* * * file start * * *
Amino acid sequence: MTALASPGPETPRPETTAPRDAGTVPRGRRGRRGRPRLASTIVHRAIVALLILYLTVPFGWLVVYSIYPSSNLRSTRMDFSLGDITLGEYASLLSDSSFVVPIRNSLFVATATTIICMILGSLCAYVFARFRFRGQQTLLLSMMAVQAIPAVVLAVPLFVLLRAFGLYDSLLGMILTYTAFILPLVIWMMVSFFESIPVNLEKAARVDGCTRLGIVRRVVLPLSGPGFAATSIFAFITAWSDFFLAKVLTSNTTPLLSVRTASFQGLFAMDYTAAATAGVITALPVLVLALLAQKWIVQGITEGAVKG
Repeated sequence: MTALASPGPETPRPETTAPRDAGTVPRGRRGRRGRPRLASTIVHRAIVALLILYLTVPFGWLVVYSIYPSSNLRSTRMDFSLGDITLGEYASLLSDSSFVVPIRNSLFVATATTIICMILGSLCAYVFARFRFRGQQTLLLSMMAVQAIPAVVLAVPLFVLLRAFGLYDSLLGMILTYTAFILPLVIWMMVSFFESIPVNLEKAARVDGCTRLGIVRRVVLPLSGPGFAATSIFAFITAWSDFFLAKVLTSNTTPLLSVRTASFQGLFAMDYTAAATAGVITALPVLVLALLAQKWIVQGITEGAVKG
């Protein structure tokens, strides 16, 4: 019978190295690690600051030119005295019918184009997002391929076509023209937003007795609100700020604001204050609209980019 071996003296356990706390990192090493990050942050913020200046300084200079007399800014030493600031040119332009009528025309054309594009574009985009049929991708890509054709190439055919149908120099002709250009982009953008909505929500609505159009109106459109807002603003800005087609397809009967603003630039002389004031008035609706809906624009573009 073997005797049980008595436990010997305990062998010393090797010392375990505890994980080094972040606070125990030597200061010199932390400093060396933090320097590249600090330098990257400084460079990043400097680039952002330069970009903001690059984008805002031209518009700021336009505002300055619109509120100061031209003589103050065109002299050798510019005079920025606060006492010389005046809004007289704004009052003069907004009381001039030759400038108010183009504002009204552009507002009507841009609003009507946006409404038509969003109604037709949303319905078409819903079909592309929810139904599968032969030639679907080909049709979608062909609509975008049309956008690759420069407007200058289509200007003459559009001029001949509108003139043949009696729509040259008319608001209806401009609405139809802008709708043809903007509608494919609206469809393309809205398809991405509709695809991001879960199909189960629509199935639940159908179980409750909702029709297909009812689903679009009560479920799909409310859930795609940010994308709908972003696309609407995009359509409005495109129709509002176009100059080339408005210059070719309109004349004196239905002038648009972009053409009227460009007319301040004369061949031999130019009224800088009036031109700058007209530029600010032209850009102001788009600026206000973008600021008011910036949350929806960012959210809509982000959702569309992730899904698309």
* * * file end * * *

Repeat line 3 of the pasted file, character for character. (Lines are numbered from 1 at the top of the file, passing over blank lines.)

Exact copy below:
């Protein structure tokens, strides 16, 4: 019978190295690690600051030119005295019918184009997002391929076509023209937003007795609100700020604001204050609209980019 071996003296356990706390990192090493990050942050913020200046300084200079007399800014030493600031040119332009009528025309054309594009574009985009049929991708890509054709190439055919149908120099002709250009982009953008909505929500609505159009109106459109807002603003800005087609397809009967603003630039002389004031008035609706809906624009573009 073997005797049980008595436990010997305990062998010393090797010392375990505890994980080094972040606070125990030597200061010199932390400093060396933090320097590249600090330098990257400084460079990043400097680039952002330069970009903001690059984008805002031209518009700021336009505002300055619109509120100061031209003589103050065109002299050798510019005079920025606060006492010389005046809004007289704004009052003069907004009381001039030759400038108010183009504002009204552009507002009507841009609003009507946006409404038509969003109604037709949303319905078409819903079909592309929810139904599968032969030639679907080909049709979608062909609509975008049309956008690759420069407007200058289509200007003459559009001029001949509108003139043949009696729509040259008319608001209806401009609405139809802008709708043809903007509608494919609206469809393309809205398809991405509709695809991001879960199909189960629509199935639940159908179980409750909702029709297909009812689903679009009560479920799909409310859930795609940010994308709908972003696309609407995009359509409005495109129709509002176009100059080339408005210059070719309109004349004196239905002038648009972009053409009227460009007319301040004369061949031999130019009224800088009036031109700058007209530029600010032209850009102001788009600026206000973008600021008011910036949350929806960012959210809509982000959702569309992730899904698309």